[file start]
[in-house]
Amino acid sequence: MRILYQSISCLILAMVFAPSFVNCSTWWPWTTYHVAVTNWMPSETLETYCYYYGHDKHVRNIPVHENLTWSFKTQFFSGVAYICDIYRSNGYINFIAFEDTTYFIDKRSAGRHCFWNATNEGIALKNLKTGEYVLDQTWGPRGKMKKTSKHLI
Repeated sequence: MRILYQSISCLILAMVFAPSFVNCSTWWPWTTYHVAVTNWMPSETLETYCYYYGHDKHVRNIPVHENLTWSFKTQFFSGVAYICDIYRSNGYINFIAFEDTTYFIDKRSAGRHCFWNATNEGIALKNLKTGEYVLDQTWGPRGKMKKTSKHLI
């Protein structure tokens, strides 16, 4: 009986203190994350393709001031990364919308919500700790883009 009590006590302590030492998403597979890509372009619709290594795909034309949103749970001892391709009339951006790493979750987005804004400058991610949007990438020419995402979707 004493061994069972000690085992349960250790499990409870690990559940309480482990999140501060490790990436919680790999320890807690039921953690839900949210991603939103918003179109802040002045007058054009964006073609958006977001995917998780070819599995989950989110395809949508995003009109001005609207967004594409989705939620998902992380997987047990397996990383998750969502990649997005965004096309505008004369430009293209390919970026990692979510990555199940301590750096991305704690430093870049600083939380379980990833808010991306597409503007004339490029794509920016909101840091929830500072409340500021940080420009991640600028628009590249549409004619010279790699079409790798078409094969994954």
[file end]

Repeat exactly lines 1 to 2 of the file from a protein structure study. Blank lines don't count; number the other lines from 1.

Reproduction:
[in-house]
Amino acid sequence: MRILYQSISCLILAMVFAPSFVNCSTWWPWTTYHVAVTNWMPSETLETYCYYYGHDKHVRNIPVHENLTWSFKTQFFSGVAYICDIYRSNGYINFIAFEDTTYFIDKRSAGRHCFWNATNEGIALKNLKTGEYVLDQTWGPRGKMKKTSKHLI